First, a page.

Review by Second Life Syndrome
4 stars "The Ghost Moon Orchestra" was more or less my introduction to this prog folk band, Mostly Autumn. I've been really getting into prog folk lately, as I've been enjoying Dead Can Dance, Blackmore's Night, and I've always loved Colin Masson's work. The thing I love about prog folk is that you never know what you'll get: It's all unpredictable seeing as there are many kinds of "folk" music.

Mostly Autumn represents my favorite type of folk: Their music is rather European in its folksy style, so their music contains all sorts of violins, bagpipes, flutes, and ethereal keys. On top of that, Olivia can sing like an angel, so that helps their case even more. I do prefer her vocals over that of Bryan Josh, the male vocalist. He has an interesting, breathy voice that I like, but I don't think 90% of singers out there could hold a candle to Olivia.

All of that being said, this album in particular is sweeping, climactic, soothing, and wispy all at the same time. The soaring symphonics always goad me into the music, while the Colin Masson-ish guitar work feeds my nostalgia. I especially liked the title track, "Tennyson Mansion", and "Top of the World". It seems that Mostly Autumn wears their poetic influences on their sleeves, but I can't help but wonder if The Carpenters were an influence here as well. Something I can't put my finger on tells me that. Either way, this is a great album that really lives up to its title, and it also rather handily earns 4 stars.

Review by octopus-4
SPECIAL COLLABORATOR RIO/Avant/Zeuhl,Neo & Post/Math Teams
3 stars After a couple of albums that followd the departure of Heather Findlay and that personally I haven't liked much, Bryan Josh tries to resurrect the old successful formula with Olivia Sparnenn and Anne-Marie Helder replacing Heather and Angela Gordon. The result is better than the previous two attempts. The songs seem to fit more with Olivia's voice which is absolutely good but is different from Heather.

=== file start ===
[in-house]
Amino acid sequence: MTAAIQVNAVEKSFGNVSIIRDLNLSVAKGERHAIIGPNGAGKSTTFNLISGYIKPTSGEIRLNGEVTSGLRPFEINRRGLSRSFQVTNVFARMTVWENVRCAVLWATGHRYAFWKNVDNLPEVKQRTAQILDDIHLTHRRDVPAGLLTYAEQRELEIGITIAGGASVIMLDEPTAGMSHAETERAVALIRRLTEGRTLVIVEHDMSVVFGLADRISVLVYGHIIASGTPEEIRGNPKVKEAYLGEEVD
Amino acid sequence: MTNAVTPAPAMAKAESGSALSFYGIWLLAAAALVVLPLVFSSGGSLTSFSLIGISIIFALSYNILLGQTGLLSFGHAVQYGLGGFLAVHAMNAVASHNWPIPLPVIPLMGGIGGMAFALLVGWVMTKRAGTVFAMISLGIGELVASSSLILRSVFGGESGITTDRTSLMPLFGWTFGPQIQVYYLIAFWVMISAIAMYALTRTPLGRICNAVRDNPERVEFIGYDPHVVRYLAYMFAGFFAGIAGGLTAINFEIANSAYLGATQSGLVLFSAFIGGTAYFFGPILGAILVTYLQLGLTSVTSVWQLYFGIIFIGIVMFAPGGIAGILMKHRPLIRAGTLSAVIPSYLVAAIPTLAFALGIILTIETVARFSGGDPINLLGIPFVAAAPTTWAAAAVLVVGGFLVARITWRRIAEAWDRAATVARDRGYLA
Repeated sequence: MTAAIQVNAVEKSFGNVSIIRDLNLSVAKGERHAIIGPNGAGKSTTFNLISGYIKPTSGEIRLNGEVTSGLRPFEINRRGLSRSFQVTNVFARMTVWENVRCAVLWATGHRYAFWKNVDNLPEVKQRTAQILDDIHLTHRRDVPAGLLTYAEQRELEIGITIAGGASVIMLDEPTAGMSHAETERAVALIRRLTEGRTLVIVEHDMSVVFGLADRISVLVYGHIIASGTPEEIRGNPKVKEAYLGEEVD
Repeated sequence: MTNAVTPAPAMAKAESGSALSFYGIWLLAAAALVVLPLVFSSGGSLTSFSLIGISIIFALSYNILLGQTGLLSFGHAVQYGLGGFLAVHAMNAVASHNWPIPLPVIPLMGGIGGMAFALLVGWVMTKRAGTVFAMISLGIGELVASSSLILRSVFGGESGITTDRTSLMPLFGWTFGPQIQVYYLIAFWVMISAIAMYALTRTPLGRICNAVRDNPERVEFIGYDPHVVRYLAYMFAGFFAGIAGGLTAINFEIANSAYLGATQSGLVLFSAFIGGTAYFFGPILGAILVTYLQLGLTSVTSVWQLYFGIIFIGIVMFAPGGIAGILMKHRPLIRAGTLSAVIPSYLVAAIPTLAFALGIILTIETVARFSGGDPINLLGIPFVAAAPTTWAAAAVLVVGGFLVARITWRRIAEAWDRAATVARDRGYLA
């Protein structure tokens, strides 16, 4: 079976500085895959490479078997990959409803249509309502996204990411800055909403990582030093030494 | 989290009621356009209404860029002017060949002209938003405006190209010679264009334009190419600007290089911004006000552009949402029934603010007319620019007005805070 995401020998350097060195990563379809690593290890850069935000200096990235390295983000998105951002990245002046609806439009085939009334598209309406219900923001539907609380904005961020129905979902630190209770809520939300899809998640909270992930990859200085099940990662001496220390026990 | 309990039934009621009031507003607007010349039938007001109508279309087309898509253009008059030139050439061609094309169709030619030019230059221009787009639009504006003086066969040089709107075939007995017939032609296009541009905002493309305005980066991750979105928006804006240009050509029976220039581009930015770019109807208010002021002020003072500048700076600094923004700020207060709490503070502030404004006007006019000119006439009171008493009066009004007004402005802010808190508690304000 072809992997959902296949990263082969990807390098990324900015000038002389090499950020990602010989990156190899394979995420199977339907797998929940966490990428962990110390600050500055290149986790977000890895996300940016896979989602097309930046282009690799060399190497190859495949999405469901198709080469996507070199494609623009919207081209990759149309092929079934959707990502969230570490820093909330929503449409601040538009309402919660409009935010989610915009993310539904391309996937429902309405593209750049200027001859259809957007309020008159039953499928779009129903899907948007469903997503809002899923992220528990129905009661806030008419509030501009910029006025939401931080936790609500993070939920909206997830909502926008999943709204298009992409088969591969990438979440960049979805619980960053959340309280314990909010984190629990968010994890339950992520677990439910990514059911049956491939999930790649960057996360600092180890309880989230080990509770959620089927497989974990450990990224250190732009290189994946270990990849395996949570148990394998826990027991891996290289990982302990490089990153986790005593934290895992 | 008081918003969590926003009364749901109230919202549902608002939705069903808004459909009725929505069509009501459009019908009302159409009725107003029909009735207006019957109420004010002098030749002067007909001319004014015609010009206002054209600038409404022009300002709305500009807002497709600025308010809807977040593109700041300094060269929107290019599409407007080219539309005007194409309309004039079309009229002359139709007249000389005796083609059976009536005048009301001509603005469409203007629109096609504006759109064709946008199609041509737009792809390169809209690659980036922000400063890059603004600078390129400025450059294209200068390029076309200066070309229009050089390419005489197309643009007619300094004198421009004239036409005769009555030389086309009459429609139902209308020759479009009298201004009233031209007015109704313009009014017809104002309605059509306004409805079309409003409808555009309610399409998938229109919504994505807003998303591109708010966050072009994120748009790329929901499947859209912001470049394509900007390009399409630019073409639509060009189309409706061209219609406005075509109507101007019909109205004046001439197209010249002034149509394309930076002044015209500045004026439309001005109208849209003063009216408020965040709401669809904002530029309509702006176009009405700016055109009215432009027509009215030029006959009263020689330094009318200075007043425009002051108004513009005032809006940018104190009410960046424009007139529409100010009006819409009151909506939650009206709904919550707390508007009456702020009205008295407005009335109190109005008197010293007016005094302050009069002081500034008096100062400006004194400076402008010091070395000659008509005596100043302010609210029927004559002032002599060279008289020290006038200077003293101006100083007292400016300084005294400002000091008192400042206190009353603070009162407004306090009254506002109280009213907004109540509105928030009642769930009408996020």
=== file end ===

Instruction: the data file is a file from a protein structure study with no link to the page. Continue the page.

The main problem with this album is that Josh seems to be running out of ideas; a number of songs are nothing else then rewriting of songs from his first solo project. "Drops Of The Sun" seems a cover of "When Cowboys Ruled The World". It's ok, it's not the first time that a composer recycles his own ideas, but choosing to represent the weaker trakcs of his solo album is a bad choice.

As usual, despite having excellent singers in the band he insists in singing. I understand that whoever writes a song likes to sing it, too.. But it's a band. If you have better singers available, just give up and let them do their job.

Don't get me wrong. There's also good music here. It's just that some songs sound "already listened". Helder and Grffiths are of course in perfect sintony having been together in PANIC ROOM and KARNATAKA. What is really missed is the arrangements of Angela Gordon. Anyway the tracks are well played. Josh and Davison aren't surely the last of the prog guitarists, and Iain Jennigs does a very good job as usual.

What is different from the previous albums is that there' more rock than usual. The band's style is less close to Pink Floyd and parts of King of the Valley sound closer to Deep Purple than to PF. There are highlights. One is "Things That We Notice", a long song that shows many influences but not one in particular. There is also a song like "Wild Eyed Skies". On this song Olivia makes an excellent vocal performance and the song itself is ate the level of the best Mostly Autumn. The guitar solo is reminding of "Mother Nature" as well as the change of scale which is similar to those on the final of "The Spirit of The Autumn Past".